Title Assets Jointly
If you have an account, such as a bank account, that is jointly titled with someone else, you’ve engaged in a tax avoidance strategy. Its not uncommon for a parent to put a child on an account, usually to help with bill paying. What the bank teller usually does not tell the account owner is that by putting someone on your account, you are giving them ownership of one-half of the assets in your account. This gives the joint account holder many rights over the assets in the account but for purposes of this article, we’ll focus on the inheritance tax benefits.
If you named someone as a joint account owner more than a year prior to your death, inheritance tax will be payable on that portion of the account that you owned. That means if there are two owners, only fifty percent will be taxed. If there are three account owners, only one-third will be taxed.
When you own any asset jointly with another person, whether it’s a bank account or real estate, you are essentially “partners” in the asset. You may consider the asset yours to control because it was originally yours, but the law does not see it that way. Your co-owner can take and use the asset for themselves. If they have unpaid debts, the asset could be taken and sold by your co-owner’s creditor. Putting someone on your deed might even increase the taxes that are paid. Most people who create joint assets do so without a proper appreciation of these drawbacks to co-ownership.
Purchase Paid-Up Life Insurance
The death benefit of life insurance is not subject to inheritance tax. This is one of the very few assets exempt from tax in Pennsylvania. You might be wondering why we would include life insurance as a tax avoidance strategy. After all, most people think the primary purpose of life insurance is to provide a financial benefit to dependents upon the premature death of an insured person. Informed estate planners understand that life insurance can be a great tax avoidance tool as well.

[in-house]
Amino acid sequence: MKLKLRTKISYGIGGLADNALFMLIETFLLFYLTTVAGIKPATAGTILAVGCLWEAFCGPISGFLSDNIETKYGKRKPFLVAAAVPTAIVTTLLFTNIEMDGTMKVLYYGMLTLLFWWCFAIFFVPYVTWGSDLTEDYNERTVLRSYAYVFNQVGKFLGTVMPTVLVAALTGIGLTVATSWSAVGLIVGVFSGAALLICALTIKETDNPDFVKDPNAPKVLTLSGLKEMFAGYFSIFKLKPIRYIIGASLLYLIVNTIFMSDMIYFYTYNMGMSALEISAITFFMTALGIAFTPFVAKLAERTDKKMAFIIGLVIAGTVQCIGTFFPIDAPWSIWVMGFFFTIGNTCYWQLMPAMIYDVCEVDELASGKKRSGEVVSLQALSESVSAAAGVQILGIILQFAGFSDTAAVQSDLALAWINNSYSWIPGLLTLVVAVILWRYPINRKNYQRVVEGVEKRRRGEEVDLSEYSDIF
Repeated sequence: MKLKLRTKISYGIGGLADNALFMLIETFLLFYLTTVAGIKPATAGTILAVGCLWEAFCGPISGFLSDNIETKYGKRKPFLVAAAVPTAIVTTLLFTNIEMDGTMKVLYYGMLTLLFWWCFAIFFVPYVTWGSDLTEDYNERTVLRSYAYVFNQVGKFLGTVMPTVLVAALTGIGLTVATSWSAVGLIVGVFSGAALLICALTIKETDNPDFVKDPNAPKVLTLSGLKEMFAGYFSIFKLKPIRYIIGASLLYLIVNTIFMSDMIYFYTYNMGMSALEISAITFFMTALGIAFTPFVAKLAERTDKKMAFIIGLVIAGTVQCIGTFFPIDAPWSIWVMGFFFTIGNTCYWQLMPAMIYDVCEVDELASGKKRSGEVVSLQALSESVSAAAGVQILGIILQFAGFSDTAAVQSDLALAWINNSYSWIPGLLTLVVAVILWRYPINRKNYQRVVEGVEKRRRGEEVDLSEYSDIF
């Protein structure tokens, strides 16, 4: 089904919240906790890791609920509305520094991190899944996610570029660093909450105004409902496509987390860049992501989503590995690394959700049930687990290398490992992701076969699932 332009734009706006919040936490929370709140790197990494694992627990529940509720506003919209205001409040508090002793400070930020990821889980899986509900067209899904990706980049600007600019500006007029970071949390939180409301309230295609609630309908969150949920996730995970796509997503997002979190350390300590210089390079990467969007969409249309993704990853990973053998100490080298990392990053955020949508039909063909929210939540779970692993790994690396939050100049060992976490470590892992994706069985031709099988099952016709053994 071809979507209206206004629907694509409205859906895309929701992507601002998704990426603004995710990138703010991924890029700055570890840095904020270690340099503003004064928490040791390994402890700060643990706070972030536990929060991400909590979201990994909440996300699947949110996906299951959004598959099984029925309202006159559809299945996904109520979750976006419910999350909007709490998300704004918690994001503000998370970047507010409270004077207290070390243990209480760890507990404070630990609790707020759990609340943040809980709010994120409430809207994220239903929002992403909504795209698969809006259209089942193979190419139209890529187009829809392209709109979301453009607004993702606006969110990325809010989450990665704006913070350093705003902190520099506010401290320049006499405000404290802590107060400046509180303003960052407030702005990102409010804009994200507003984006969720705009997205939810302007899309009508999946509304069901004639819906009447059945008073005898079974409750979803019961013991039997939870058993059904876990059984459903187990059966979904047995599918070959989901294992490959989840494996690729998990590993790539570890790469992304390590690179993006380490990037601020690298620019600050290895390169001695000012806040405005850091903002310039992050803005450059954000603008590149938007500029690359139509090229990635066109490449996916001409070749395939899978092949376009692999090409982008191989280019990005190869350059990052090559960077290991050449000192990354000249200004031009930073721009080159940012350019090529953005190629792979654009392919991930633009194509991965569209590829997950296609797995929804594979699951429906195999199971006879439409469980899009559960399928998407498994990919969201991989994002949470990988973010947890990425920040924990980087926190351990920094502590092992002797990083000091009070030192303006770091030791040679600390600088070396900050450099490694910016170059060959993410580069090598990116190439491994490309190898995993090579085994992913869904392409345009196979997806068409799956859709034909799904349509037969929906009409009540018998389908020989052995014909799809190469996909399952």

Beneficiaries can get walloped by the Internal Revenue Service (IRS) when they inherit individual retirement accounts (IRAs), tax-deferred annuities and qualified retirement plans (like a 401(k)). They could end up losing up to $0.35 out of every dollar you leave them to federal income tax. This is not the case with life insurance. Also, life insurance guarantees that your heirs will get that money. This is in contrast to assets you have invested in the market, which goes up and down. Life insurance takes away the risks of the market and in return, gives you a guaranteed payout that is free of tax.
Life insurance is not a liquid asset. Once you purchase it, it’s not something easily undone. You would want to use discretionary money if you intend to pursue this strategy. Working with a financial planner is important with this strategy. They will be able to help you assess your future asset needs and identify what discretionary assets you have to purchase life insurance.
You can avoid or reduce inheritance taxes. There are pros and cons to every strategy. It’s important for you to understand them. The experienced estate planning attorneys at Fiffik Law Group can review your assets and family situation and suggest that’s right for you to maximize tax savings and minimize the downsides. Contact us or complete our easy estate planning questionnaire to get your estate planning started today.